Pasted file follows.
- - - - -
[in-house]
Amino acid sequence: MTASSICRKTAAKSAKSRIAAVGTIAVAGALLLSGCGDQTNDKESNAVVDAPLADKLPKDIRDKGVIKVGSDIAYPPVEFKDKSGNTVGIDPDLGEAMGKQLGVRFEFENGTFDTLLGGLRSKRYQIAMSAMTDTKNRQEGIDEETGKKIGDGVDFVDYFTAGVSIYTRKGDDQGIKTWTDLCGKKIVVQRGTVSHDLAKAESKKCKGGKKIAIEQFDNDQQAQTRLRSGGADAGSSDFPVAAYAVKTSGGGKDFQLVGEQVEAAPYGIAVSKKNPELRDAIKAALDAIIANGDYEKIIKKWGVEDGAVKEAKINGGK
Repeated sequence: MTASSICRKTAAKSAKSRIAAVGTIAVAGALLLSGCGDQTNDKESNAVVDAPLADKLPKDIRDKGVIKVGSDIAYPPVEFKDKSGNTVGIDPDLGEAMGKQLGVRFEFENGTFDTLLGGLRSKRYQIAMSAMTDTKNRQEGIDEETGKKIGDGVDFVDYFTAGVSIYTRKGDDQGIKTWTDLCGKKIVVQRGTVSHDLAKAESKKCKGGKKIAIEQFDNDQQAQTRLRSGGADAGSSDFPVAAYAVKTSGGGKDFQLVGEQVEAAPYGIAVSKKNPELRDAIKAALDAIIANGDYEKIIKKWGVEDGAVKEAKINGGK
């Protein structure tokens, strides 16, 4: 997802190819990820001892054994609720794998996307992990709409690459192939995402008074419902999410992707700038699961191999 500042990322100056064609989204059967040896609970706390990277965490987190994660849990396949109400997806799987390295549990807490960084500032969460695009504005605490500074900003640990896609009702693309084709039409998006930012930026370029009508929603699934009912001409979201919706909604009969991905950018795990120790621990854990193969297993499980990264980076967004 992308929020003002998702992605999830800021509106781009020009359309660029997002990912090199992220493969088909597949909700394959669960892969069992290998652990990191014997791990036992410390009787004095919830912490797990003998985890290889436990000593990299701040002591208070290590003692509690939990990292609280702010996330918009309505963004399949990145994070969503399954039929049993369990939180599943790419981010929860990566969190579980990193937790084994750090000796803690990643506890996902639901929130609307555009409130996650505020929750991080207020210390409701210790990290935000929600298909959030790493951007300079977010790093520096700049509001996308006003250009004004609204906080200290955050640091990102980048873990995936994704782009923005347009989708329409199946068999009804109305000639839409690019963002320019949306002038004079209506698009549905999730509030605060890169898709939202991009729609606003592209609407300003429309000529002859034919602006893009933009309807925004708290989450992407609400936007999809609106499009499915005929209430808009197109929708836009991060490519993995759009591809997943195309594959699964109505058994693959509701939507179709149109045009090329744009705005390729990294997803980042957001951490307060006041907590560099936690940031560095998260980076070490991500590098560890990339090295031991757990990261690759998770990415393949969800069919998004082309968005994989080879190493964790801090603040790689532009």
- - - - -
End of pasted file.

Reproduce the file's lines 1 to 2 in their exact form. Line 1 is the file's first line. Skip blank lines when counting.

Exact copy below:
[in-house]
Amino acid sequence: MTASSICRKTAAKSAKSRIAAVGTIAVAGALLLSGCGDQTNDKESNAVVDAPLADKLPKDIRDKGVIKVGSDIAYPPVEFKDKSGNTVGIDPDLGEAMGKQLGVRFEFENGTFDTLLGGLRSKRYQIAMSAMTDTKNRQEGIDEETGKKIGDGVDFVDYFTAGVSIYTRKGDDQGIKTWTDLCGKKIVVQRGTVSHDLAKAESKKCKGGKKIAIEQFDNDQQAQTRLRSGGADAGSSDFPVAAYAVKTSGGGKDFQLVGEQVEAAPYGIAVSKKNPELRDAIKAALDAIIANGDYEKIIKKWGVEDGAVKEAKINGGK